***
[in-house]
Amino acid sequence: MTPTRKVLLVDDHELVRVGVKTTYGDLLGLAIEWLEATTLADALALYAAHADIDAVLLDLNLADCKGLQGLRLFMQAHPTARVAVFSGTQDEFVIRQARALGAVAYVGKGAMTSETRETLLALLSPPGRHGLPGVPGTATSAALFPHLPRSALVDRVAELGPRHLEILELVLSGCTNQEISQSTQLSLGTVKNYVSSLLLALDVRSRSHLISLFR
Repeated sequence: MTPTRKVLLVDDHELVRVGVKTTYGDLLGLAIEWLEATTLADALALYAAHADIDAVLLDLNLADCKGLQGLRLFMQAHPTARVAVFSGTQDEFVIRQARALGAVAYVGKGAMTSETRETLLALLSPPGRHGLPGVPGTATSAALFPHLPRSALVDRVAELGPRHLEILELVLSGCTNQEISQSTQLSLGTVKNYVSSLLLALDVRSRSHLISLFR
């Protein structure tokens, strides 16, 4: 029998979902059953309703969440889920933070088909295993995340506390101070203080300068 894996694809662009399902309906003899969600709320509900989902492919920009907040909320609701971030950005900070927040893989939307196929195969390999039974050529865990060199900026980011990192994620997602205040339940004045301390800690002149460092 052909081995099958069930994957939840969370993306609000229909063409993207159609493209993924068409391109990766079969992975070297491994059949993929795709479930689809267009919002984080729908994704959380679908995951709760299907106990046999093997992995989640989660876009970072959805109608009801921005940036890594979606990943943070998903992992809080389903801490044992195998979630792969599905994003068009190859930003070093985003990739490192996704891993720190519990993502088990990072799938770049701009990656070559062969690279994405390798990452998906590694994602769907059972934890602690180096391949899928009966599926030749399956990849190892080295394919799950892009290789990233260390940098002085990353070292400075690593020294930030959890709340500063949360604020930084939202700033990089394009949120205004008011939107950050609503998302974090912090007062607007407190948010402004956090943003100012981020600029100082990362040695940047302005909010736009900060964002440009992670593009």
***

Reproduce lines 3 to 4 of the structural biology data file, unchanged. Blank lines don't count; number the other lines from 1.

Repeated sequence: MTPTRKVLLVDDHELVRVGVKTTYGDLLGLAIEWLEATTLADALALYAAHADIDAVLLDLNLADCKGLQGLRLFMQAHPTARVAVFSGTQDEFVIRQARALGAVAYVGKGAMTSETRETLLALLSPPGRHGLPGVPGTATSAALFPHLPRSALVDRVAELGPRHLEILELVLSGCTNQEISQSTQLSLGTVKNYVSSLLLALDVRSRSHLISLFR
């Protein structure tokens, strides 16, 4: 029998979902059953309703969440889920933070088909295993995340506390101070203080300068 894996694809662009399902309906003899969600709320509900989902492919920009907040909320609701971030950005900070927040893989939307196929195969390999039974050529865990060199900026980011990192994620997602205040339940004045301390800690002149460092 052909081995099958069930994957939840969370993306609000229909063409993207159609493209993924068409391109990766079969992975070297491994059949993929795709479930689809267009919002984080729908994704959380679908995951709760299907106990046999093997992995989640989660876009970072959805109608009801921005940036890594979606990943943070998903992992809080389903801490044992195998979630792969599905994003068009190859930003070093985003990739490192996704891993720190519990993502088990990072799938770049701009990656070559062969690279994405390798990452998906590694994602769907059972934890602690180096391949899928009966599926030749399956990849190892080295394919799950892009290789990233260390940098002085990353070292400075690593020294930030959890709340500063949360604020930084939202700033990089394009949120205004008011939107950050609503998302974090912090007062607007407190948010402004956090943003100012981020600029100082990362040695940047302005909010736009900060964002440009992670593009």